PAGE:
A pretty, invasive plant that flowers in late summer and early fall is spreading throughout Michigan. And it's so prolific and tough, it can grow through sidewalks, driveways and building foundations.
Japanese knotweed, native to East Asia, has become such a pervasive invader in Great Britain that those with it on their property can have trouble getting a mortgage or home insurance. It's not to that point in Michigan — and concerned ecologists want to keep it that way.
The law prohibits bringing the plant into the state or moving it around within Michigan.
The shrub-like plant features a hollow, bamboo-like stem and broad leaves in a zigzag pattern up the shoot. It grows up to 10 feet in height. In Michigan, the plant blooms small, creamy white flowers in August and September. Its root network and rhizomes — a stem that grows horizontally under the ground — can grow up to 65 feet away from the weed, shooting up additional plants along its path.
"When you cut it down and try to kill it this year, you haven't killed it; there's the rest underground and it will be coming up again," said Susan Julian, a land specialist with the North Oakland Headwaters Land Conservancy.
Japanese knotweed grows so fast and thick it can crowd out native plant species and destroy natural animal habitat. A YouTube time-lapse video from a British resident shows the plant overwhelming an area of his property in only a few weeks.
"We've seen places the size of a football field, the size of a tennis court, where nothing else grows besides Japanese knotweed. So, it's wreaking havoc on the environment," said Sue Tangora, who leads the Michigan Department of Natural Resources — Forest Resources Division's invasive species efforts.
But Japanese knotweed isn't just prolific. It can literally be a home-wrecker.
"It's very tenacious, very hard to kill," Tangora said. "It's one of the first things to grow up through volcanic rock. It can grow through your foundation, your sidewalks. I've had calls from people who had their driveway done two years ago, they had soil brought in and, boom, Japanese knotweed grew up through their driveway."
Japanese knotweed first came to North America and Europe as an ornamental plant, valued for its ability to grow quickly into a hedge, its attractive flowers and their ability to attract pollinators such as bees and butterflies, and for the plant's perceived medicinal purposes, Tangora said. Its growth is controlled by competing plants in Asia, but not as well in Europe and North America.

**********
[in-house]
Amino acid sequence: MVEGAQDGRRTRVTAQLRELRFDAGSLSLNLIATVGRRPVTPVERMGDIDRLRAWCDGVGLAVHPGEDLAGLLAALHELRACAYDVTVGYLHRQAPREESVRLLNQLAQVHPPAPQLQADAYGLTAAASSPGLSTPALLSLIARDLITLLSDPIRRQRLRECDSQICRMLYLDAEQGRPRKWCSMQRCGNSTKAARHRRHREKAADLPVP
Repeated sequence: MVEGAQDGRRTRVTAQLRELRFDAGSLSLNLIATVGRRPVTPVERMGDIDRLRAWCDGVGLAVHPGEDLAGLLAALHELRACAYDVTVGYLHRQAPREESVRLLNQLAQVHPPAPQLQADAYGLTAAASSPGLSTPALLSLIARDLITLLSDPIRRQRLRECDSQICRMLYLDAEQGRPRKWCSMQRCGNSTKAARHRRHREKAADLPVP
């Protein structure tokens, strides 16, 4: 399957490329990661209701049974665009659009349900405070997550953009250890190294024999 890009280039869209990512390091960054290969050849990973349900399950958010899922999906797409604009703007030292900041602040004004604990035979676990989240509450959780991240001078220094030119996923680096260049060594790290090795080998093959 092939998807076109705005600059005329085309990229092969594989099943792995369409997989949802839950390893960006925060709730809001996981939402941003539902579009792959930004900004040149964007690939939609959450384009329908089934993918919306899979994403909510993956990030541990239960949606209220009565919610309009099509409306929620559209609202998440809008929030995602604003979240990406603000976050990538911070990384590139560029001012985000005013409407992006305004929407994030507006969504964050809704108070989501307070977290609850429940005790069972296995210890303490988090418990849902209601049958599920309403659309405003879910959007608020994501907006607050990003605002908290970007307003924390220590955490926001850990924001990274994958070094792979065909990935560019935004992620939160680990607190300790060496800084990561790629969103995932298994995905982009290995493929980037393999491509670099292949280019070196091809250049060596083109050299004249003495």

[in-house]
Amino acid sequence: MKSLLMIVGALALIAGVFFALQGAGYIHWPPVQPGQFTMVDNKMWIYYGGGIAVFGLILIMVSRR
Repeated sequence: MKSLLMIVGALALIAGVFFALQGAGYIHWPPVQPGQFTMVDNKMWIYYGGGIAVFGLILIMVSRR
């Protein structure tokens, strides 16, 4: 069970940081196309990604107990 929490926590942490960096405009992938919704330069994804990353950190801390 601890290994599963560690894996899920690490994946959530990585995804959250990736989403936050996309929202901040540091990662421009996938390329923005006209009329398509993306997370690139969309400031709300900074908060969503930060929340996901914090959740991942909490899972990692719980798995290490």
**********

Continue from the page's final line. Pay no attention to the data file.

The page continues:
Now, "the horse is out of the barn" for the plant's spread as an invasive species, she said.
"We're finding it in hundreds of sites throughout Michigan," she said. "We're seeing this plant mostly where you have humans and dwellings. It's not really much of a problem in forests. You're going to see a lot of it in southeast Michigan, quite a bit of it in Detroit. Once you get an eye for it, you'll start seeing it everywhere."
There's no better time than the present to fight Japanese knotweed, Tangora said.
"The most susceptible time for this plant is right now, in the fall, before it goes dormant," she said.
Treatment historically has involved cutting down the plant to about 2 to 3 inches above ground and treating the cut stalk with a non-restrictive, glyphosate concentrated herbicide. But Tangora recommended against cutting the plants before the herbicide treatment. "You want as much leaf surface available for that herbicide to translocate to the roots," she said, adding that if cut plant material is improperly disposed, it can spread the knotweed elsewhere.
And it's not a one-off job, Tangora said. "If you start to treat it, you're up to five years treating it," she said.
For information on treatment options, contact your local cooperative invasive species management area, listed at www.michiganinvasives.org/managementareas.
Responding to invasive species before they are fully established provides the best hope toward controlling them, Julian noted. Once established — like zebra and quagga mussels in the Great Lakes, or Japanese knotweed in Great Britain — they become much more difficult, and costly, to eradicate, she said.
"We may be able to get the best of this invader," she said. "Many times, we've noticed them too late."